What if a real-estate broker could see a visual representation of any property in the United States, complete with detailed information on factors ranging from age distribution to cost of ownership? How much would that help the broker to market, price and sell the property? Just as importantly, how much would that broker pay for such insights?
With their new partnership, semantic technology and visualization company Graphiq and Pitney Bowes are betting that brokers, online portals, and web developers will pay a pretty penny for this kind of service. The companies announced that through their partnership, Graphiq will be able to present Pitney Bowes data in a visual format that utilizes Pitney Bowes’ advanced boundary shape technology to better visualize existing local data. By leveraging Pitney Bowes geospatial data, Graphiq will be able to show enhanced neighborhood data.
Graphiq said it will take Pitney Bowes data and turn it into dynamic, interactive visualizations. The company then will provide an application programming interface (API) dedicated to real estate. With the API, customers can implement fully-responsive data visualizations in their digital offerings.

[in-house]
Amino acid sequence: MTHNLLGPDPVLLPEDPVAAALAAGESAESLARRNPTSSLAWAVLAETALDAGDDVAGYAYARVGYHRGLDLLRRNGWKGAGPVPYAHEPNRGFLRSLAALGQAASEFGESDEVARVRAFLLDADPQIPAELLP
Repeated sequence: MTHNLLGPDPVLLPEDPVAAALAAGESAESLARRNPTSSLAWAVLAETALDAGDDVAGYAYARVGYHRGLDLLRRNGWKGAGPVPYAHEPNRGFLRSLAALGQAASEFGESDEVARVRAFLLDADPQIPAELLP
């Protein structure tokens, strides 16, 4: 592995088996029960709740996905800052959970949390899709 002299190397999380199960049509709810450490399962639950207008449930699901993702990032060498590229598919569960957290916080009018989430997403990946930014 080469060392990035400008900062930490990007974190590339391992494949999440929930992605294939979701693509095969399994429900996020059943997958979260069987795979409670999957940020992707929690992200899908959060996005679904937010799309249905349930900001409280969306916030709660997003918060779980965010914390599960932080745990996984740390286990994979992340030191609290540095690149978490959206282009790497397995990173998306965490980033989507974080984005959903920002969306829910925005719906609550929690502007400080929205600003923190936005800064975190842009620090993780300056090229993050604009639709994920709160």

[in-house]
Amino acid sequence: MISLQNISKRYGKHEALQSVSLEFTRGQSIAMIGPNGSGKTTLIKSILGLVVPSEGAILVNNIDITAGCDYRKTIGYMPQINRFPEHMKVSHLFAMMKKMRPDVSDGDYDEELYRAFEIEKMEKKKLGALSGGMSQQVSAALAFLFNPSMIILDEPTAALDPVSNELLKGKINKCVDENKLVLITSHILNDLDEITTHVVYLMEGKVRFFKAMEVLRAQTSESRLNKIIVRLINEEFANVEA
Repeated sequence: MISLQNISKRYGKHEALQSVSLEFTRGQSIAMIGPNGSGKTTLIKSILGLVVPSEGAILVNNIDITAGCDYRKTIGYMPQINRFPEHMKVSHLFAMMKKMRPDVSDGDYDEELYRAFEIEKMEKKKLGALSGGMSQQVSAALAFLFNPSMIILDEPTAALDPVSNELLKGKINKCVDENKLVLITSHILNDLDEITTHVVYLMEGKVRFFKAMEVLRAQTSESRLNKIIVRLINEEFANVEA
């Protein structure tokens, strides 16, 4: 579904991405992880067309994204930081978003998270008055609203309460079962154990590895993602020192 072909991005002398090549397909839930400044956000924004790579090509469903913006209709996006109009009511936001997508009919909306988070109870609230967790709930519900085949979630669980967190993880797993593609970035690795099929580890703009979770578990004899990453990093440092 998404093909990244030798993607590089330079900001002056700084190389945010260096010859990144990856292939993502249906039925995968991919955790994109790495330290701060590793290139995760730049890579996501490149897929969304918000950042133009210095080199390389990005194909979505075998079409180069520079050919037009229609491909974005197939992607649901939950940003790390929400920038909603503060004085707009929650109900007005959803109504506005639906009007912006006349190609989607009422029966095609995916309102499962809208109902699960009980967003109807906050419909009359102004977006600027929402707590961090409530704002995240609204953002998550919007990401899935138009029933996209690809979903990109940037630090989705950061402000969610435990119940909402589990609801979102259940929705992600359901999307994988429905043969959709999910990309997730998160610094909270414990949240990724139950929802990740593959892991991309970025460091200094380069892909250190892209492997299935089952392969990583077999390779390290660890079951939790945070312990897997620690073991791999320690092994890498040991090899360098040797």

“When it comes to deriving meaningful business insight, data is just half the battle,” said Dan Adams, vice president of Data Products at Pitney Bowes, in a press-release quote. “Being able to analyze that data and visualize relationships and patterns between data points is critical, especially in the real estate industry. We’re excited to partner with Graphiq and join our world-class capabilities to deliver value to U.S. customers.”
Tyler Schulze is vice president, strategy & development at Veritone. He serves as general manager for developer partnerships, cognitive engine ecosystem, and media ingestion for the Veritone platform. Learn more about our platform and join the Veritone developer ecosystem today.